It's kinda funny to end up realizing it was actually much simpler with a mod 65536 operation to the damage amount.

But then again, it makes sense. Why would they bother using more bits for damage when not even Blissey reaches at least 1000 HP? After all, it took a glitch to notice the modulo operator.
 
It's a mod-65536 in addition to all the 4-byte chokepoints that have been documented. Otherwise in the Growlithe test, there would still have been a roll for 10 damage, but no roll that could deal exactly 9.

There's one other chokepoint that I could conceivably prove the existence of, but in light of this 65536 rollover, doing so would require a setup in which one of the damage rolls was set to be exactly 1,048,576. Constructing such a thing could require factoring up to 800 different numbers in search of the nicest one.
 
SadisticMystic Something I just thought of and don't remember being discussed; does metronome (item) get effected by this glitch too? Namely if Metronome already have its 2X boost, you use the glitch, then Rollout again, does the multiplier stay or reset?
 
Setting up Rollout storage just to use Rollout again immediately doesn't really exhibit much in the way of abnormal behavior, it just corrects the dangling multiplier by counting as the "real" last turn of Rollout, complete with a Metronome-6 boost, then it stops and you're free to pick any move next turn without being locked in.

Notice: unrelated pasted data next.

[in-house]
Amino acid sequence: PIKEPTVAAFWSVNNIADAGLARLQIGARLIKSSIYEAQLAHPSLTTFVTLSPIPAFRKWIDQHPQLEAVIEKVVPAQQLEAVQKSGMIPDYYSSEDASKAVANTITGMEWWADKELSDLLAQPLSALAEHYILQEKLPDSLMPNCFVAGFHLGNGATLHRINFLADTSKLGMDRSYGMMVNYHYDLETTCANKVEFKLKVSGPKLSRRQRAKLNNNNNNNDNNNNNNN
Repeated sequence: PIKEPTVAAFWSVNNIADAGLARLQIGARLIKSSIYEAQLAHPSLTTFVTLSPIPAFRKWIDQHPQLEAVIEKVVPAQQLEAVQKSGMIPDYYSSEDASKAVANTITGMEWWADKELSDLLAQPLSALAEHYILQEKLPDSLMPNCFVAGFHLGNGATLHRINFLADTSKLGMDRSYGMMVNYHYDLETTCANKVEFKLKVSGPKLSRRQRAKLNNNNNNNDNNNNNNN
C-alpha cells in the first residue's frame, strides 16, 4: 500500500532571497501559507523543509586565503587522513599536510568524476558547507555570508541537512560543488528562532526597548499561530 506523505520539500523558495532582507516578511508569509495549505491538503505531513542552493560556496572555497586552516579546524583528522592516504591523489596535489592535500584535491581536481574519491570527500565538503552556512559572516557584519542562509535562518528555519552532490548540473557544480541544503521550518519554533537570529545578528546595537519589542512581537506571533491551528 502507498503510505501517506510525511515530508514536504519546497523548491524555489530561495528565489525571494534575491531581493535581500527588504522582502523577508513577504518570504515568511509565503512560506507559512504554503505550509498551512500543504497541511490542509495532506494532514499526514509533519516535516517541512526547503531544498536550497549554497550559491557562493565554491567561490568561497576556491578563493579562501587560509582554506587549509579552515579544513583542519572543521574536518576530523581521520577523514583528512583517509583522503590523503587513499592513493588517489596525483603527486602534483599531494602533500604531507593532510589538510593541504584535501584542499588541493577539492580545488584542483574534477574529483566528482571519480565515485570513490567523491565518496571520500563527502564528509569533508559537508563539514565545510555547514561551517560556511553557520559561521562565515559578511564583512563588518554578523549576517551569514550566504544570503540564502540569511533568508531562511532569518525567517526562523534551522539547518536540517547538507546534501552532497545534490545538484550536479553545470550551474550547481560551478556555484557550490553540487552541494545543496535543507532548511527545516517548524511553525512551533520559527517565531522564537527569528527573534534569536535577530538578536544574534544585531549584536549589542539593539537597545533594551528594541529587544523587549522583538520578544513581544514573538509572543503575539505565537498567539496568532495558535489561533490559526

If you switch to another move that isn't Rollout, then that only counts as turn 1 from Metronome's perspective and you get no boost from that item.
 
"Sheer Force does not prevent Emergency Exit from actuating." What precisely is implied by this? If I'm not mistaken, Sheer Force just helped moves with reactions. I suspected that Emergency Exit was initiated by means of all moves making the client go to half HP. Furthermore,
Manga zuki regarding the matter of that capacity, if Golisopod/Wimpod were to get hit by Spikes/Stealth Rock, and that makes it achieve half HP after exchanging in, will the capacity actuate? Is Wimpod/Golisopod essentially futile by then where its capacity enacted?